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Monza: The magic of a name

Maurice Hamilton September 5, 2012
It's tough to beat Monza for history © Getty Images
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Pass through the ancient iron gates at the entrance to Parco Monza and the hairs on the back of your neck stand up. Not many race tracks have that effect.

The secret is that much of the circuit and its sylvan environment remains more or less as it was when the place was built in 1922. It took 3,000 men 110 days to construct the original 6.21-mile high-speed track with its long straights and steep banking. Then they named it 'Autodromo Nazionale di Monza'; the very name sounds dramatic when it rolls off a fast Italian tongue.

The circuit is within the Royal Park, not far from the centre of the town and now buried within the sprawling environment of Milan. Attempt to build it today in the same place and you would be laughed out of court. Saying that, and this being the home venue of Ferrari, there is a sneaking suspicion that the local government would be voted out of office if they refused.

That's the other ingredient, of course. The Italian fans - the Tifosi - are besotted with Ferrari and little else. I've seen the grandstands empty three-quarters of the way through a gripping race if both Ferraris are retired. But put a red car on pole and you are guaranteed a race morning build-up like no other (with the possible exception of Interlagos).

In 1982, following the loss of Gilles Villeneuve, Ferrari asked Mario Andretti to make a comeback at Monza. The Italian-American, proud and aware of his roots, stepped off the aircraft wearing a Ferrari cap and then put his 126C2 on pole. Talk about a dream result for F1 and the organisers.

Even though Mario finished third, Patrick Tambay took second place for Ferrari behind the Renault of Rene Arnoux. This was entirely acceptable in Italy because Enzo Ferrari had just announced his intention to run Arnoux in 1983. The headline in the following day's 'La Gazzetta dello Sport' shouted: 'Monza: Ferrari - Ferrari - Ferrari'. Can you believe that? Yes, you probably can.

This is one of my favourite races of the season. There is something magical about the simple act of negotiating your way through an over-manned side entrance and meandering along a cobbled internal road dappled with shafts of hazy sunlight on a warm September morning.

You know immediately this is a heartland of motorsport. You also know there is a need to keep your wits about you and be prepared for anything. The Italians are opportunists on a grand scale. Last year, between the entrance and the media car park, I counted 21 people in possession of a bib bearing the word 'Controllo'. Whether it was an official badge of office I wouldn't know.

The only qualification necessary seemed to be knowing the Chief Controllo at each point. This man is easily recognised because his bib is a different colour and he carries an air of self-imposed authority as he orders his friends and relatives about. Efficiency and knowing what you're doing appears to be low on the list of requirements.

Controlli watch on after a hard morning's work © Getty Images
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There is a crossroads before the main tunnel under the track. The road at this key junction is thick with Controlli blowing whistles, shouting, flicking their wrists in your direction and generally enjoying their moment of fame. One will beckon you forward with great enthusiasm while his brother will be doing exactly the same for traffic coming from the opposite direction. Coordination and calm are not words that spring to mind. Which, of course, is the point of the exercise.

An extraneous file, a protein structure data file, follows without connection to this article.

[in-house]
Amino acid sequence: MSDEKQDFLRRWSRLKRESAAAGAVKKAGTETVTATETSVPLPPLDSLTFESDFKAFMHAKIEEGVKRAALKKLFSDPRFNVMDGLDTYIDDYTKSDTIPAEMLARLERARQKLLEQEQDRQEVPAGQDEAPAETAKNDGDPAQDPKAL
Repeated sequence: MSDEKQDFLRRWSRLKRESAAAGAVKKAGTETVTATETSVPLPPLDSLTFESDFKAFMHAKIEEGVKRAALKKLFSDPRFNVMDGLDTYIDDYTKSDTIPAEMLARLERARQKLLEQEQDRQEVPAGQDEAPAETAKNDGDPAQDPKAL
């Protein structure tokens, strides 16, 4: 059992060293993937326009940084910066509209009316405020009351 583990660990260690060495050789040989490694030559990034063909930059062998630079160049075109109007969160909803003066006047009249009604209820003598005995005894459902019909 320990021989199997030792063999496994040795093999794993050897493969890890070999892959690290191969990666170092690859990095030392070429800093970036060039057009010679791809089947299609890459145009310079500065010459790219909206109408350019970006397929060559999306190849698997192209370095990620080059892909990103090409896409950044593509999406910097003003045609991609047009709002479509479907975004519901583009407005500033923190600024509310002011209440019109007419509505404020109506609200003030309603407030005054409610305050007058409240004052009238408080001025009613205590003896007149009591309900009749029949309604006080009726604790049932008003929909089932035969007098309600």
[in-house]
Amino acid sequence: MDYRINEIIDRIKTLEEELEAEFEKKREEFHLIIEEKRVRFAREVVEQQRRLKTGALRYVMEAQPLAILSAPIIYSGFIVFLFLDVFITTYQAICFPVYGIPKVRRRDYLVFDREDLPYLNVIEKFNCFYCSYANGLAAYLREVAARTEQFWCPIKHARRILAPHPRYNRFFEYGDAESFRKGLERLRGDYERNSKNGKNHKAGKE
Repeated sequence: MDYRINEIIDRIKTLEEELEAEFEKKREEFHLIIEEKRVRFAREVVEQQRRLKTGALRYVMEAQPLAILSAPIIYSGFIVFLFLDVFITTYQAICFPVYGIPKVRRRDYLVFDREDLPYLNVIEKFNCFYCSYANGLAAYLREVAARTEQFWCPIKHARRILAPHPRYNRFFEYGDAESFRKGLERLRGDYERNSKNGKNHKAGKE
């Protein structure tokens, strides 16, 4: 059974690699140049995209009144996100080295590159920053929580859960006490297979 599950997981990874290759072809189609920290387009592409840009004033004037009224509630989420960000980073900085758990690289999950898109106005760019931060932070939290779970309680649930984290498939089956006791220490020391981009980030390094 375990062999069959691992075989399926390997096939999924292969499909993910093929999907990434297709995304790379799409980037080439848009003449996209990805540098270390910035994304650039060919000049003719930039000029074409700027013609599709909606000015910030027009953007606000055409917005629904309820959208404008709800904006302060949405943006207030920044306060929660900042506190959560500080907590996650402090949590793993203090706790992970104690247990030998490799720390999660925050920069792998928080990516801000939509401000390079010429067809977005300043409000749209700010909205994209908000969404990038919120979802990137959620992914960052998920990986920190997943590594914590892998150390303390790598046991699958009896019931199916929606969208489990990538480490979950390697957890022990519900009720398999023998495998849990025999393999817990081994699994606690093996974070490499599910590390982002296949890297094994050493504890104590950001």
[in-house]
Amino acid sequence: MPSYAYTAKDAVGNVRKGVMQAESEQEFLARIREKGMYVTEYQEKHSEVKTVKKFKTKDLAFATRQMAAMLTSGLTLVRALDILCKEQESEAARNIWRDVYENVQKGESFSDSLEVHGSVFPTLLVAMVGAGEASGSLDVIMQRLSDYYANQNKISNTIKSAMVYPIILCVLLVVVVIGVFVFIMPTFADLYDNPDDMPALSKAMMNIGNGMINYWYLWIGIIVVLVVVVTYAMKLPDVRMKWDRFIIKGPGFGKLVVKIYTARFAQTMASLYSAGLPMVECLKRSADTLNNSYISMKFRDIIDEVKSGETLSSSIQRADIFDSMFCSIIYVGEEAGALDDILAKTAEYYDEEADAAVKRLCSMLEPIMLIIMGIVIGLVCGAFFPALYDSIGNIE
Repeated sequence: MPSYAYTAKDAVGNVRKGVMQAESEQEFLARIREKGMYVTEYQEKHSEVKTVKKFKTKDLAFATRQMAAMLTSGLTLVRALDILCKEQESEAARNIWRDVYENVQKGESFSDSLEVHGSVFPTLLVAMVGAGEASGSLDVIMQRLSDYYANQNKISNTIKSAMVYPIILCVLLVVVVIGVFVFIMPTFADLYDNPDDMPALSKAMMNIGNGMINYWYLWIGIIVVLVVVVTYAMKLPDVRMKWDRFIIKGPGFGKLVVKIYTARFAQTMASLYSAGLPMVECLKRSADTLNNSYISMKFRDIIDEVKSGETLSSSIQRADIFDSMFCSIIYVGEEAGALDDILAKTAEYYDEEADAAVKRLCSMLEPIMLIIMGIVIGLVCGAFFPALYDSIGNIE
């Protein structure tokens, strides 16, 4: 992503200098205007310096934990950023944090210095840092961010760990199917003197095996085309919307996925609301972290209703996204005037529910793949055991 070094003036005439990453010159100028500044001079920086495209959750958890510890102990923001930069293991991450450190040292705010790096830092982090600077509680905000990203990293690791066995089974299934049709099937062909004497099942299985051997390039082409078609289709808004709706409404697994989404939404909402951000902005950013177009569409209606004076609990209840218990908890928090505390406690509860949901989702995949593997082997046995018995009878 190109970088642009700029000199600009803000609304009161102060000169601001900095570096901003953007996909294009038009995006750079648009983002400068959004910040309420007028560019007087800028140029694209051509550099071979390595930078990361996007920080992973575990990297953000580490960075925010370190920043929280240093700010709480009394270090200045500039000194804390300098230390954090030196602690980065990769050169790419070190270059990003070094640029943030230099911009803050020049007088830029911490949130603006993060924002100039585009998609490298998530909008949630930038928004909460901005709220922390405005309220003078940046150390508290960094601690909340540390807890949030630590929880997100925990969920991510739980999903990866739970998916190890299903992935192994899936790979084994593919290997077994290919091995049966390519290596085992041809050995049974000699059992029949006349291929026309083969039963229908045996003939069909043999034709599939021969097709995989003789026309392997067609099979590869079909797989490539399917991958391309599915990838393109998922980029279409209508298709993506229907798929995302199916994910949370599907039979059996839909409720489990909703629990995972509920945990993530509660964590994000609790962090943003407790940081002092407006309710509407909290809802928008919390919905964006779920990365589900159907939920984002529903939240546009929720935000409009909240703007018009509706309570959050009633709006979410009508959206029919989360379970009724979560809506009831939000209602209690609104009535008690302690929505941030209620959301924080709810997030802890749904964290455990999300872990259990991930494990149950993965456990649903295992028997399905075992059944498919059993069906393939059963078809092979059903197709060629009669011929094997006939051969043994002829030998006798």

It will be considered a bad morning if there is not at least one animated debate every 30 seconds between all and sundry in so-called authority. The hapless motorists, meanwhile, sit and wait.

This being Italy, it usually takes less than a couple seconds before a horn is sounded further back in the growing queue. Some don't even wait that long. Either way, it is a futile exercise because another man's mounting agitation is meat and drink to any Controllo worth his yellow bib.

Anywhere else in the F1 world and this would have escalated to an international incident with indignant reports being fired off to the FIA. But, at Monza, the entire shambles is merely a way of life to be enjoyed immensely by the perpetrators of the confusion.

Then you get into the tunnel which, by a wonderful piece of design, is not quite wide enough for two medium-size vehicles to pass in opposite directions. And, wouldn't you know, trying to get out as the world tries to get in, comes a man with a wolfish expression driving an effluent truck. He's probably been parked up for half the night waiting for this opportunity to express contrived innocence over the antics of drivers desperately trying to avoid the truck and its cargo.

The Controlli, meanwhile, excitedly regard his approach in anticipation of a massive ruck with motorists who, until this moment, have been enjoying a peaceful Sunday morning. No point in arguing or complaining. It's simply a matter of accepting it as part of the slightly insane pleasure produced by the wonderful Autodromo Nazionale di Monza on a certain Sunday every September.

Maurice Hamilton writes for ESPN F1 in the build-up to each Grand Prix.

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Maurice Hamilton writes for ESPN F1. A veteran journalist in the paddock, Maurice Hamilton has been part of the Formula One scene since 1977 and was the Observer's motor racing correspondent for 20 years. He has written several books as well as commentating on Formula One for BBC Radio 5 Live